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Article
Publication date: 1 November 2008

Gemma Burges and Sarah Monk

This paper presents the findings of recent research exploring how local authorities are delivering affordable housing through the planning system, focusing on their use of…

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1109

Abstract

This paper presents the findings of recent research exploring how local authorities are delivering affordable housing through the planning system, focusing on their use of Section 106 (S106) of the Town and Country Planning Act (1990). Policy and practice vary between local authorities. While the amount of affordable housing delivered through S106 has increased, there is pressure on local authorities to improve performance further as affordability has worsened across the country. This paper highlights the issues that local authorities face, and makes some recommendations for good practice.

Details

Housing, Care and Support, vol. 11 no. 3
Type: Research Article
ISSN: 1460-8790

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Article
Publication date: 7 August 2009

Robert Mark Silverman

The purpose of this paper is to examine how executive directors of nonprofit organizations perceive local government performance in affordable housing. It builds on a…

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767

Abstract

Purpose

The purpose of this paper is to examine how executive directors of nonprofit organizations perceive local government performance in affordable housing. It builds on a larger body of research concerning the affordable housing activities of government and community‐based nonprofit housing organizations at the local level.

Design/methodology/approach

This analysis is based on a national survey of neighborhood housing services (NHS) organizations funded by Neighborworks® America. The survey included questions about local government performance in affordable housing and perceptions of factors influencing local government funding decisions. Survey data were supplemented with information gathered from the Neighborworks® America website.

Findings

The findings of this paper indicate that NHS organizations are not completely satisfied with local government performance. Local government performance in affordable housing received lower grades than other levels of government, as well as intermediary organizations and private financial institutions. This dissatisfaction is expressed through nonprofit fields in which these organizations are embedded. These fields have witnessed declining governmental support for affordable housing and expanding influence from philanthropic organizations and the private sector.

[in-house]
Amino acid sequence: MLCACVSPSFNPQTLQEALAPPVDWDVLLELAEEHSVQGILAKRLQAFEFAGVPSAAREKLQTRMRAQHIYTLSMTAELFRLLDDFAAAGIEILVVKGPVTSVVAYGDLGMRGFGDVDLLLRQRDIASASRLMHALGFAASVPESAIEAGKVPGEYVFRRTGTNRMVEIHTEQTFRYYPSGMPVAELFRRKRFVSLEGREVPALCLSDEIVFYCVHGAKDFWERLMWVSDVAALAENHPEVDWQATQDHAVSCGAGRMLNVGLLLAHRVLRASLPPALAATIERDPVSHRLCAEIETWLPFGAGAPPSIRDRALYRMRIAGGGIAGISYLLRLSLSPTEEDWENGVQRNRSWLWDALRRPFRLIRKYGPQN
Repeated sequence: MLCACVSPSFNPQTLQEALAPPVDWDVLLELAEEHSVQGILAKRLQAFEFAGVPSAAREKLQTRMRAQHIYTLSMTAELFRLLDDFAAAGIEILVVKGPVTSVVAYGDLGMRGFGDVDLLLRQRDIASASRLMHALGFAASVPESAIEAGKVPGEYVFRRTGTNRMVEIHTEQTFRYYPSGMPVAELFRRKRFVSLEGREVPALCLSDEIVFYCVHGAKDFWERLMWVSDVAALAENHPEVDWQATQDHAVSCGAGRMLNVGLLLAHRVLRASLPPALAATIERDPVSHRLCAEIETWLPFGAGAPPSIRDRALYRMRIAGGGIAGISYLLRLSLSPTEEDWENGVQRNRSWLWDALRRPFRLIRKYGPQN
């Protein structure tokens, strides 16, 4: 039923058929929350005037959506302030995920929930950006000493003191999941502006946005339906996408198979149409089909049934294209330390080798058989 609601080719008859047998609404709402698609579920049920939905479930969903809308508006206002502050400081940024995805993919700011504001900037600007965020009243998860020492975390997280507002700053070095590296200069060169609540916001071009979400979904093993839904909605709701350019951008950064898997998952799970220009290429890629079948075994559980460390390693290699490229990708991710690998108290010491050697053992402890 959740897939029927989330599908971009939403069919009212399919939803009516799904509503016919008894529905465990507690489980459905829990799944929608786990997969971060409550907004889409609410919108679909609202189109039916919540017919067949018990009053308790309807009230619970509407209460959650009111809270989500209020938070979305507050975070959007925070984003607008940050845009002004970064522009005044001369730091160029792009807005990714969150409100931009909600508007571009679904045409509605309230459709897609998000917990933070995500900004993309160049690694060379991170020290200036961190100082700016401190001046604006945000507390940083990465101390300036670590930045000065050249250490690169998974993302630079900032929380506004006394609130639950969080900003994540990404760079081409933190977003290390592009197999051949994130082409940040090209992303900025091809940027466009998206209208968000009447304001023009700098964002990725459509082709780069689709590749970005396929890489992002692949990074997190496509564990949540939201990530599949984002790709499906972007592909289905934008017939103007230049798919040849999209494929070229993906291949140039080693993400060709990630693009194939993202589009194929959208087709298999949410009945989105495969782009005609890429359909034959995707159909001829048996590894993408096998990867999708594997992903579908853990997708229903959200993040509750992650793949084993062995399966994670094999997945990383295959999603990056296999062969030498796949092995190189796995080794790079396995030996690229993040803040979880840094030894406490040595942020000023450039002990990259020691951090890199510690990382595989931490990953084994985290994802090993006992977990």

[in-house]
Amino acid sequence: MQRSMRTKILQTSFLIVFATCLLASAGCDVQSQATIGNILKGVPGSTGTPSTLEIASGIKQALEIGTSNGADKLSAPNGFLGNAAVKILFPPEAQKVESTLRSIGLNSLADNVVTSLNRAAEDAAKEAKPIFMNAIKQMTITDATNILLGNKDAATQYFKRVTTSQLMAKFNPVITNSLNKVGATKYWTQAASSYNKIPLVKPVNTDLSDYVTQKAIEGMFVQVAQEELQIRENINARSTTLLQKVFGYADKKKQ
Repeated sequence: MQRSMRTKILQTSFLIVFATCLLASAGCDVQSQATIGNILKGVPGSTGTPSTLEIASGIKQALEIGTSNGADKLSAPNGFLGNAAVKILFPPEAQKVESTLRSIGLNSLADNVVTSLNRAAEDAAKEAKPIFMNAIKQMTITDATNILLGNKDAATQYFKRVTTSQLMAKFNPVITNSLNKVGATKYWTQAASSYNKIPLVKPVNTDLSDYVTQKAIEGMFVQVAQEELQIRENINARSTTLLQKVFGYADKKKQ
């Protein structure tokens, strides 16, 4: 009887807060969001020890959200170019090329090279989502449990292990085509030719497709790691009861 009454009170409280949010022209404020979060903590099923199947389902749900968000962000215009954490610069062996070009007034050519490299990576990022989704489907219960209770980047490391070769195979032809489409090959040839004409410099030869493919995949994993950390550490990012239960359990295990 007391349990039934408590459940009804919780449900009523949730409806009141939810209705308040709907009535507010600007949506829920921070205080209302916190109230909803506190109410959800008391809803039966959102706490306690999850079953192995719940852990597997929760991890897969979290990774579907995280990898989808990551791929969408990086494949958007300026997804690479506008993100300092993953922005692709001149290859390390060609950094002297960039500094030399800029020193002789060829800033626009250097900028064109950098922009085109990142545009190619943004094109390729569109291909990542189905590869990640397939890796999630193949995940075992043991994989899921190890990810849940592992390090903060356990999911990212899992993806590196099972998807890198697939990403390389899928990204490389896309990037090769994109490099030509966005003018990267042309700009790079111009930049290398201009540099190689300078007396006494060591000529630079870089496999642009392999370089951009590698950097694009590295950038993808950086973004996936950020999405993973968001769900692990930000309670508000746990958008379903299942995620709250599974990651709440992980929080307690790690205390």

Originality/value

This paper highlights the need for government to assume a broader and more activist role in affordable housing policy. In essence, government needs to assume a more activist stance and forge stronger partnerships with nonprofits in response to the growing influence of intermediary organizations and the private sector in nonprofit fields. This would temper some of the excesses brought on by the devolution and nonprofitization of affordable housing policy and neoliberal influences on public policy more generally.

Details

International Journal of Housing Markets and Analysis, vol. 2 no. 3
Type: Research Article
ISSN: 1753-8270

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Article
Publication date: 7 February 2020

Pavan Namdeo Ghumare, Krupesh A. Chauhan and Sanjay Kumar M. Yadav

The purpose of this paper is to provide affordable housing to low- and middle-income groups. The gravity of India’s housing affordability problem has led us to study and…

Abstract

Purpose

The purpose of this paper is to provide affordable housing to low- and middle-income groups. The gravity of India’s housing affordability problem has led us to study and analyse the attributes hindering affordable housing for economically weaker section (EWS) and low-income group (LIG). The attributes such as viable parameters, economic parameters, location and communication, regulatory, source of finance, construction, services and infrastructure parameters affect the supply and demand of affordable housing in Indian urban areas for EWS and LIG with an annual household income below 2 lakhs.

Design/methodology/approach

The judgement sampling is used amongst housing and planning professionals working in five different sectors, including local authorities, housing developers, housing sectors, town planning and property/affordable housing consultant. The Analytical hierarchy process method of multi-criteria decision-making was used to analyse the data collected.

Findings

A detailed analysis of the data collected reveals that a viable parameter is the most governing attribute in the supply and demand process of developing affordable housing. Major reforms can be implemented at various levels of housing development in the urban area that can help in reducing the affordability gap for EWS/LIG. The suggested approach will be helpful for developers, urban planners and decision makers while designing an affordable housing project.

Originality/value